A formal synthesis of the antiviral drug (-)-oseltamivir (Tamiflu) has been accomplished starting from m-anisic acid via a dissolving metal or electrochemical Birch reduction. The correct absolute stereochemistry is efficiently set through enzyme-catalyzed carbonyl reduction on the resultant racemic α,β-unsaturated ketone. A screen of a broad ketoreductase (KRED) library identified several that deliver the desired allylic alcohol with nearly perfect facial selectivity at the new center for each antipodal substrate, indicating that the enzyme also is able to completely override inherent diastereomeric bias in the substrate. Conversion is complete, with d-glucose serving as the terminal hydride donor (glucose dehydrogenase). For each resulting diastereomeric secondary alcohol, O/N-interconversion is then efficiently effected either by synfacial [3,3]-sigmatropic allylic imidate rearrangement or by direct, stereoinverting N-Mitsunobu chemistry. Both stereochemical outcomes have been confirmed crystallographically. The α,β-unsaturation is then introduced via an α-phenylselenylation/oxidation/pyrolysis sequence to yield the targeted (S)-N-acyl-protected 5-amino-1,3-cyclohexadiene carboxylates, key advanced intermediates for oseltamivir pioneered by Corey (N-Boc) and Trost (N-phthalamido), respectively.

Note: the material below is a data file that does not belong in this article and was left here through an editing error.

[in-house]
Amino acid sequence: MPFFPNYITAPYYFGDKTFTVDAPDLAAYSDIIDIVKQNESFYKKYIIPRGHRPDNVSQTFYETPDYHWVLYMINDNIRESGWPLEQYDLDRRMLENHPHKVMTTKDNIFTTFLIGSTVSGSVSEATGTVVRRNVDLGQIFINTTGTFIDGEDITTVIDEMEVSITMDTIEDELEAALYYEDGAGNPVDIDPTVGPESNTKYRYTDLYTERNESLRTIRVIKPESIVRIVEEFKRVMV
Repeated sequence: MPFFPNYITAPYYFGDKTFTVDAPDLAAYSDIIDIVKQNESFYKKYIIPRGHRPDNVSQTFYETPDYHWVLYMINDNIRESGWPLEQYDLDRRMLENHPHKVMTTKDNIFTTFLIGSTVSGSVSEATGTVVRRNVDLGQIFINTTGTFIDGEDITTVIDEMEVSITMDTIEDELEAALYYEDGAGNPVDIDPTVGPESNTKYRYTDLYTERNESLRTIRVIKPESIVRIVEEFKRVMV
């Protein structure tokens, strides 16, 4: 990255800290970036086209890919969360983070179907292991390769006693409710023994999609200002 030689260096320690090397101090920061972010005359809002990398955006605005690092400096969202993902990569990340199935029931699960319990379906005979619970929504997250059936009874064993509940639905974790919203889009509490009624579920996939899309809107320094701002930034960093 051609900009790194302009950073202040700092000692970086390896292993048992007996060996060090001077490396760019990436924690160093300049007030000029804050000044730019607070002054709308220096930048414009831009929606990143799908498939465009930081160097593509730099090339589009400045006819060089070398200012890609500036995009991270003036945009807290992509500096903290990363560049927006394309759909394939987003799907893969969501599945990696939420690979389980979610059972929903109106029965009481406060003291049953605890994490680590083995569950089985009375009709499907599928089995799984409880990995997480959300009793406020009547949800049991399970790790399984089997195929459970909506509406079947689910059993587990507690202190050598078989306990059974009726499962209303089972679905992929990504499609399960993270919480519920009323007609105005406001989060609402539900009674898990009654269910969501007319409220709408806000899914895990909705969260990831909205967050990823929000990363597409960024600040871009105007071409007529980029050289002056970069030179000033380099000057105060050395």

ASJC Scopus subject areas
- Organic Chemistry